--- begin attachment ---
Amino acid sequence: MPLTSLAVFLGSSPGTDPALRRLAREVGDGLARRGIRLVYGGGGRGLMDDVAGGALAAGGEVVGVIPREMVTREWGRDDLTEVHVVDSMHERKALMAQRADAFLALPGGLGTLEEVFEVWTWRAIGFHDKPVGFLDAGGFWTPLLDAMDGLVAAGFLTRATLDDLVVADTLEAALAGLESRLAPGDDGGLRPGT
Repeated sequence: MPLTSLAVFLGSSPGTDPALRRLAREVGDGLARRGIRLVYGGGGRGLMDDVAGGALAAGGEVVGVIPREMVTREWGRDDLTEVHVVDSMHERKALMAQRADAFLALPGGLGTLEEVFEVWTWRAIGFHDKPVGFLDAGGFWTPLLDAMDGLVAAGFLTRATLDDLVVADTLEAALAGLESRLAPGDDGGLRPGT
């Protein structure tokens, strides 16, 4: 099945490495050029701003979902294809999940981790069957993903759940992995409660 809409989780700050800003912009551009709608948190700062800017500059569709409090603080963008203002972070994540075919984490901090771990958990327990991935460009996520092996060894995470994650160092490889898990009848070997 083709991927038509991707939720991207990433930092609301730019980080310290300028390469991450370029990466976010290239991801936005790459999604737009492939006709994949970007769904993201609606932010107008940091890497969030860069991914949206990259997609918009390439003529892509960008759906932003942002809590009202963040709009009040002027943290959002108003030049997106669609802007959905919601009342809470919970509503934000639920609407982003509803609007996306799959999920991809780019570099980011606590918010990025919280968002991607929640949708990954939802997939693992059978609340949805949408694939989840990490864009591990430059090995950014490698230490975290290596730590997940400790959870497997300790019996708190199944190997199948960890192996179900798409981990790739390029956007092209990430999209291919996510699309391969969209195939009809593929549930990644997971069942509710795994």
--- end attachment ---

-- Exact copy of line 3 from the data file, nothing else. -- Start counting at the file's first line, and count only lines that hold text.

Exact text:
């Protein structure tokens, strides 16, 4: 099945490495050029701003979902294809999940981790069957993903759940992995409660 809409989780700050800003912009551009709608948190700062800017500059569709409090603080963008203002972070994540075919984490901090771990958990327990991935460009996520092996060894995470994650160092490889898990009848070997 083709991927038509991707939720991207990433930092609301730019980080310290300028390469991450370029990466976010290239991801936005790459999604737009492939006709994949970007769904993201609606932010107008940091890497969030860069991914949206990259997609918009390439003529892509960008759906932003942002809590009202963040709009009040002027943290959002108003030049997106669609802007959905919601009342809470919970509503934000639920609407982003509803609007996306799959999920991809780019570099980011606590918010990025919280968002991607929640949708990954939802997939693992059978609340949805949408694939989840990490864009591990430059090995950014490698230490975290290596730590997940400790959870497997300790019996708190199944190997199948960890192996179900798409981990790739390029956007092209990430999209291919996510699309391969969209195939009809593929549930990644997971069942509710795994």